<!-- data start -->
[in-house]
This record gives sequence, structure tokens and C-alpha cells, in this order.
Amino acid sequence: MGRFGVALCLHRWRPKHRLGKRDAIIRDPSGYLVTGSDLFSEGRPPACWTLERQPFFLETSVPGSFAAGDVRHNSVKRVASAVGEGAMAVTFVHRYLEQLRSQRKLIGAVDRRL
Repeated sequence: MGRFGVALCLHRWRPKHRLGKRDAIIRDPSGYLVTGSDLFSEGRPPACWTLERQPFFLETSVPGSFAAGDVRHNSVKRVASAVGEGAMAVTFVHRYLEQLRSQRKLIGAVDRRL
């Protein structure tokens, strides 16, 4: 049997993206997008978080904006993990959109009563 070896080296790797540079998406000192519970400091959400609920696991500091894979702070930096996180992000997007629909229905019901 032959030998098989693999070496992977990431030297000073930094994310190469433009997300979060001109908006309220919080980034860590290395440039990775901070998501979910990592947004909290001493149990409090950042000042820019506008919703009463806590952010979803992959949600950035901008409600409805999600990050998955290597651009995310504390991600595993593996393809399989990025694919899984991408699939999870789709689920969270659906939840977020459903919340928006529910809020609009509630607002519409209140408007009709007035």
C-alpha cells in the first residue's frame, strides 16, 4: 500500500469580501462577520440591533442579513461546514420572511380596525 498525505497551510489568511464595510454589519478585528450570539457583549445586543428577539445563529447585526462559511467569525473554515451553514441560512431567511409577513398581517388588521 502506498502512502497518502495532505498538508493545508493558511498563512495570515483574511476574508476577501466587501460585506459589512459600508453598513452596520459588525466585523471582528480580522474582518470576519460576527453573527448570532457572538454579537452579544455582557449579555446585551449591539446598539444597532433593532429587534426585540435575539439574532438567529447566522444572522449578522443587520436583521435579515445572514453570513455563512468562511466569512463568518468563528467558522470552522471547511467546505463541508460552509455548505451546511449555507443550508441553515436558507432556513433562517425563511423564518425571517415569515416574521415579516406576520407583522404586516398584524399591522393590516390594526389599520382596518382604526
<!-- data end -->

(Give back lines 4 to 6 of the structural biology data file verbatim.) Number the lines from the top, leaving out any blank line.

Repeated sequence: MGRFGVALCLHRWRPKHRLGKRDAIIRDPSGYLVTGSDLFSEGRPPACWTLERQPFFLETSVPGSFAAGDVRHNSVKRVASAVGEGAMAVTFVHRYLEQLRSQRKLIGAVDRRL
């Protein structure tokens, strides 16, 4: 049997993206997008978080904006993990959109009563 070896080296790797540079998406000192519970400091959400609920696991500091894979702070930096996180992000997007629909229905019901 032959030998098989693999070496992977990431030297000073930094994310190469433009997300979060001109908006309220919080980034860590290395440039990775901070998501979910990592947004909290001493149990409090950042000042820019506008919703009463806590952010979803992959949600950035901008409600409805999600990050998955290597651009995310504390991600595993593996393809399989990025694919899984991408699939999870789709689920969270659906939840977020459903919340928006529910809020609009509630607002519409209140408007009709007035």
C-alpha cells in the first residue's frame, strides 16, 4: 500500500469580501462577520440591533442579513461546514420572511380596525 498525505497551510489568511464595510454589519478585528450570539457583549445586543428577539445563529447585526462559511467569525473554515451553514441560512431567511409577513398581517388588521 502506498502512502497518502495532505498538508493545508493558511498563512495570515483574511476574508476577501466587501460585506459589512459600508453598513452596520459588525466585523471582528480580522474582518470576519460576527453573527448570532457572538454579537452579544455582557449579555446585551449591539446598539444597532433593532429587534426585540435575539439574532438567529447566522444572522449578522443587520436583521435579515445572514453570513455563512468562511466569512463568518468563528467558522470552522471547511467546505463541508460552509455548505451546511449555507443550508441553515436558507432556513433562517425563511423564518425571517415569515416574521415579516406576520407583522404586516398584524399591522393590516390594526389599520382596518382604526